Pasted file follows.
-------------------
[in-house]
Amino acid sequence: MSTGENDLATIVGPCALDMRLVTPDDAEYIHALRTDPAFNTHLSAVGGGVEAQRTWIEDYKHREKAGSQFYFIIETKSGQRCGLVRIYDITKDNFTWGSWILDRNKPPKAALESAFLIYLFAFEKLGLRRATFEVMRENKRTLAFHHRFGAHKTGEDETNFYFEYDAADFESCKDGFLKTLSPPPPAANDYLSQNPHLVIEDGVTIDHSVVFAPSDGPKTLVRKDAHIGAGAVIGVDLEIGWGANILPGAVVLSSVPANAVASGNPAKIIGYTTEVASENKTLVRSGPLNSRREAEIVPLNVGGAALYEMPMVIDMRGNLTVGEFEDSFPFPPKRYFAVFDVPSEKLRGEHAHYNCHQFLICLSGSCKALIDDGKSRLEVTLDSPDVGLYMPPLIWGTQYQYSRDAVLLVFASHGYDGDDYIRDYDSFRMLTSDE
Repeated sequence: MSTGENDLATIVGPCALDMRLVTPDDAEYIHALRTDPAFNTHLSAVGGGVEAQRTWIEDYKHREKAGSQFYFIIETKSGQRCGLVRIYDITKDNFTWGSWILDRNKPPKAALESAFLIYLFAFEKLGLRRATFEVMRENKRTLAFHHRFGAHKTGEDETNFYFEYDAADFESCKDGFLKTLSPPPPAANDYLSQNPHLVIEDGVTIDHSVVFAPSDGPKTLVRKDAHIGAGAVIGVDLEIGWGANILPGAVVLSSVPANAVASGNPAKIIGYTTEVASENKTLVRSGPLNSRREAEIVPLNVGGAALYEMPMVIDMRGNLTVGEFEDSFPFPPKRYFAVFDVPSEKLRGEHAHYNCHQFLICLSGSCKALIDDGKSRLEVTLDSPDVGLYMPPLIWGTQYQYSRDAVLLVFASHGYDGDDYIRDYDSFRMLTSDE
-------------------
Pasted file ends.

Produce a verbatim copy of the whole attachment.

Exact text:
[in-house]
Amino acid sequence: MSTGENDLATIVGPCALDMRLVTPDDAEYIHALRTDPAFNTHLSAVGGGVEAQRTWIEDYKHREKAGSQFYFIIETKSGQRCGLVRIYDITKDNFTWGSWILDRNKPPKAALESAFLIYLFAFEKLGLRRATFEVMRENKRTLAFHHRFGAHKTGEDETNFYFEYDAADFESCKDGFLKTLSPPPPAANDYLSQNPHLVIEDGVTIDHSVVFAPSDGPKTLVRKDAHIGAGAVIGVDLEIGWGANILPGAVVLSSVPANAVASGNPAKIIGYTTEVASENKTLVRSGPLNSRREAEIVPLNVGGAALYEMPMVIDMRGNLTVGEFEDSFPFPPKRYFAVFDVPSEKLRGEHAHYNCHQFLICLSGSCKALIDDGKSRLEVTLDSPDVGLYMPPLIWGTQYQYSRDAVLLVFASHGYDGDDYIRDYDSFRMLTSDE
Repeated sequence: MSTGENDLATIVGPCALDMRLVTPDDAEYIHALRTDPAFNTHLSAVGGGVEAQRTWIEDYKHREKAGSQFYFIIETKSGQRCGLVRIYDITKDNFTWGSWILDRNKPPKAALESAFLIYLFAFEKLGLRRATFEVMRENKRTLAFHHRFGAHKTGEDETNFYFEYDAADFESCKDGFLKTLSPPPPAANDYLSQNPHLVIEDGVTIDHSVVFAPSDGPKTLVRKDAHIGAGAVIGVDLEIGWGANILPGAVVLSSVPANAVASGNPAKIIGYTTEVASENKTLVRSGPLNSRREAEIVPLNVGGAALYEMPMVIDMRGNLTVGEFEDSFPFPPKRYFAVFDVPSEKLRGEHAHYNCHQFLICLSGSCKALIDDGKSRLEVTLDSPDVGLYMPPLIWGTQYQYSRDAVLLVFASHGYDGDDYIRDYDSFRMLTSDE